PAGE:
How to Use MS Word’s Collaboration Tool for Internal Redlines

How to Use MS Word's Collaboration Tool for Internal Redlines by Nada Alnajafi
How to Use MS Word’s Collaboration Tool for Internal Redlines by Nada Alnajafi

Seventy-eight percent of contracts professionals learn how to redline contracts on the job. Not in school, not in a formal training program, and not from a mentor or boss. Those who did are the lucky few.

This lack of uniformity in how we learn to redline contracts causes many issues across the contracting lifecycle. Including miscommunications, lack of trust and transparency, reduced negotiation leverage, frustration, prolonged back-and-forths, and, ultimately, loss of revenue for your organization. We redline contracts all day long but none of us redline exactly the same. Ugh…

My name is Nada Alnajafi. I’m a seasoned in-house attorney, blogger, author, and speaker who loves working with, talking about, and writing about contracts. And I’m determined to transform the way we lawyers and contracts professionals redline contracts for the better. I’m going to show you how to master MS Word’s Track Changes features which will lead to faster contract reviews, less back-and-forth, more enjoyment of your work, and greater negotiation leverage.

If you’re interested in learning more about contracts, follow me on LinkedIn, check out my book Contract Redlining Etiquette, and subscribe to Contract Nerds ????????.

Internal vs. External Negotiations

When we think of the contract negotiation process, most of us think only of the external negotiation and often neglect the importance of the internal negotiation. According to negotiation expert Lara SanPietro, “There is a direct correlation between success in internal negotiation and success in external negotiation.”[1] The stronger the internal negotiation, the stronger the external negotiation.

As contracts professionals, we engage in internal negotiations all the time. We negotiate internally for more time to review contracts, whether to accept certain risks, how to mitigate risks presented, and when to concede on negotiation points or continue the discussion. Often times, these internal negotiations can be challenging due to lack of preparation and lack of an internal negotiation process. [2] This is where internal redlines come in handy, offering a solution for both.

In the commercial setting, there are multiple levels of negotiations happening in parallel. Sometimes, depending on your internal process, commercial negotiations will take place prior to the contract negotiations.

Redlines can be used to facilitate both internal and external negotiations. Use external redlines for external negotiations. Use internal redlines for internal negotiations.

Internal Redlines

Internal redlines” are redlines drafted by a party for an internal-only audience, i.e., the internal business client, stakeholders, and subject matter experts, to facilitate internal negotiations. For example, one party’s legal counsel negotiates with their internal business client.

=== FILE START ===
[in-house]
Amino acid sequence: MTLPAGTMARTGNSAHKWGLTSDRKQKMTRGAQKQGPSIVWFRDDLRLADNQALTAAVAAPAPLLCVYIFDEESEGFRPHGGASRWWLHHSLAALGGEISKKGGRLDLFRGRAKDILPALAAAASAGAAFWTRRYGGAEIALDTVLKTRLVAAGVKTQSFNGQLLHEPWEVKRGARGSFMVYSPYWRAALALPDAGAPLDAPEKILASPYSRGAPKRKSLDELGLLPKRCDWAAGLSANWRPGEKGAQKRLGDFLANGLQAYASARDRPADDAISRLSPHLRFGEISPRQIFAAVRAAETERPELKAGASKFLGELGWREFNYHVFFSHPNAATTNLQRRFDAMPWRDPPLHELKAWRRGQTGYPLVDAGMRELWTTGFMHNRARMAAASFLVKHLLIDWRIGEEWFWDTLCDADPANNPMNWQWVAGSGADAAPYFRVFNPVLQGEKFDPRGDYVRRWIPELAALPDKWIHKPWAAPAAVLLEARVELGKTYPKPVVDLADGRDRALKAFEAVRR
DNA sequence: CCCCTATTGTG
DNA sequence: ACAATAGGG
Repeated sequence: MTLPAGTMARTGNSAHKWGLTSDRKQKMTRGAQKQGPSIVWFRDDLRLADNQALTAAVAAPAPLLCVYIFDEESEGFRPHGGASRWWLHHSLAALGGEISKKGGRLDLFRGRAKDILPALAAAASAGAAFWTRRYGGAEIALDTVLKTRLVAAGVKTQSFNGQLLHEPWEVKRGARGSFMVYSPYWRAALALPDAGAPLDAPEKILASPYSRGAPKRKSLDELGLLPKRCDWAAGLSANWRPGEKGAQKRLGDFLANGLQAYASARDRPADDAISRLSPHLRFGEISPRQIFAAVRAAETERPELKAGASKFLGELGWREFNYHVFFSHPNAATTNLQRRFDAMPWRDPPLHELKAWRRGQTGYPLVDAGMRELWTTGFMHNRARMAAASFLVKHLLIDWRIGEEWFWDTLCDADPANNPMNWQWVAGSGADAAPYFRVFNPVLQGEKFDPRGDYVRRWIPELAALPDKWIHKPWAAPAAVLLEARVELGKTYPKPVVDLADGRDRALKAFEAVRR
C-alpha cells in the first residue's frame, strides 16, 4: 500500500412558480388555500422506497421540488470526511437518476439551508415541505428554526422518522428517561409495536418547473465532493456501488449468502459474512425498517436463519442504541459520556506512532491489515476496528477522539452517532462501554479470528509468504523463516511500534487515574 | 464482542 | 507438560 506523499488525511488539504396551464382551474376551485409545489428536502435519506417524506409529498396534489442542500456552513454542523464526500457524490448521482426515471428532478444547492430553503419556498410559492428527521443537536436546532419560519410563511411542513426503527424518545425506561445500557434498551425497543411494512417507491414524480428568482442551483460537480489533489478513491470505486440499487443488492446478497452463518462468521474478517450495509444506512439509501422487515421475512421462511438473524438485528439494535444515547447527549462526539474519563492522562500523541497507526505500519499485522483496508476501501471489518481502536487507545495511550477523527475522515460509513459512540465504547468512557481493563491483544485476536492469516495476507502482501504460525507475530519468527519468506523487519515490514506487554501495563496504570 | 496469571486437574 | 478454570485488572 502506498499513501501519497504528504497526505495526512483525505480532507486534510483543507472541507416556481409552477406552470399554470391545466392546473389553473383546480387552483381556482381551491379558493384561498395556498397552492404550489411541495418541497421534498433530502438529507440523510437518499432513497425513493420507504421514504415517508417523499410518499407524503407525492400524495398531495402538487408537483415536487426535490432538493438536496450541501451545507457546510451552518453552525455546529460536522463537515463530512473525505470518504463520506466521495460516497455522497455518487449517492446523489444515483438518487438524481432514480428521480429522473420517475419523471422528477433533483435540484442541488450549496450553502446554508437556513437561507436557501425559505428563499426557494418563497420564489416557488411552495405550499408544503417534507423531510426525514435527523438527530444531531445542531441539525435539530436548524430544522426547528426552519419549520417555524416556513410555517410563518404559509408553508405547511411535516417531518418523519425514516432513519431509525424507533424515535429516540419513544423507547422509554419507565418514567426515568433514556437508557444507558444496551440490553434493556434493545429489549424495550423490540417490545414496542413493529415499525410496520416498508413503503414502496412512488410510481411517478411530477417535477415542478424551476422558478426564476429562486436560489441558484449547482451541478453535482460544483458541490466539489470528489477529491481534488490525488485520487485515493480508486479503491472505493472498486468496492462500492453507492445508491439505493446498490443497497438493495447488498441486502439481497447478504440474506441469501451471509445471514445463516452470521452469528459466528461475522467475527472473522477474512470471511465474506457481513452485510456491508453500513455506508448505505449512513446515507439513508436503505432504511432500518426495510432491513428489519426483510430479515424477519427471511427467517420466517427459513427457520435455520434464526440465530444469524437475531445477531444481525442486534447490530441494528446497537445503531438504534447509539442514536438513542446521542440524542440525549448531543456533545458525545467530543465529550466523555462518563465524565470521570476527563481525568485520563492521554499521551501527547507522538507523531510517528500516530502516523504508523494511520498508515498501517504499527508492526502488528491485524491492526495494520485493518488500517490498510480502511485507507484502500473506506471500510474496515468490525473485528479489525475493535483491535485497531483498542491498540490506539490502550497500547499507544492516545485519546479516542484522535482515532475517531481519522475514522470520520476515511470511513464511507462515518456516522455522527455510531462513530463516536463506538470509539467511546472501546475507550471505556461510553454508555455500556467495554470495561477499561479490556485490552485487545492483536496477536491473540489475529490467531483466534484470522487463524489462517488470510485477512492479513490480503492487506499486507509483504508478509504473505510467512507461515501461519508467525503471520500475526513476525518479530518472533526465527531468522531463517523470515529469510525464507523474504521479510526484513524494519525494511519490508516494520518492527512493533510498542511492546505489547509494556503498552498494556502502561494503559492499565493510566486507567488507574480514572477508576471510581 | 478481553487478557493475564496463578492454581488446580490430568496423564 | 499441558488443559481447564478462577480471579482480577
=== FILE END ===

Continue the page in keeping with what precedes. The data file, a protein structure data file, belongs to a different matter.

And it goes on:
Internal redlines are used to gather information and requirements from your internal and stakeholders so that you can understand what their needs and concerns are. They typically involve clarification questions, flagging risks, and requests for approval. Sometimes, they can involve internal negotiations where you are trying to convince your client to agree or disagree with something that you believe is in the company’s best interest.

MS Word’s Collaboration Tool

According to a recent poll I took on LinkedIn, 91% of contract negotiators (myself included) use Microsoft Word’s Track Changes to redline contracts. Five percent use Google Docs and their reason for doing so is because they like the Google Docs collaboration feature. In fact, the number one complaint that contracts professionals have about MS Word is that it doesn’t have a collaboration tool. But now it does! It is called Word Online and its free and easy to use.

How to Use It

  1. Open the contract you wish to share in MS Word’s desktop instance.
  2. Go to the top right corner of the document. Click on the Share dropdown arrow. Then click Share again.
Step 1

3. You will then have the option to select who you want to share the document with. This can be a) individual names and emails, b) anyone who has a link, or c) for corporate accounts, only people within your organization.

Step 2

4. Then, select the type of access you are granting: a) edit or b) view only.

5. For more advanced settings, you can click on Link settings. Here, you can set an expiration date for the link.

Step 3

6. Once you are done customizing the share settings, click Apply.

7. You will receive a link that you can share based on the settings you configured.

Those who have access and permissions to use the link will be able to open it up either on their MS Word desktop instance or in a web page using the URL. I recommend always working out of the desktop version to have full access to Word’s other redlining tools.

How to Save It

When using the link withing a web page, it will automatically save. When using the link in desktop view, it should be automatically saving as well, but I recommend clicking the Save button every once in a while.

When to Use It

I recommend only using this collaboration feature when sharing internal redlines with internal clients and stakeholders. I don’t recommend using it with external parties because then you won’t be able to save versions or keep track comments.

Interested in speeding up your redlining process? Check out our Read Between the Redlines column for more tips, tricks, and workarounds for redlining contracts in MS Word.

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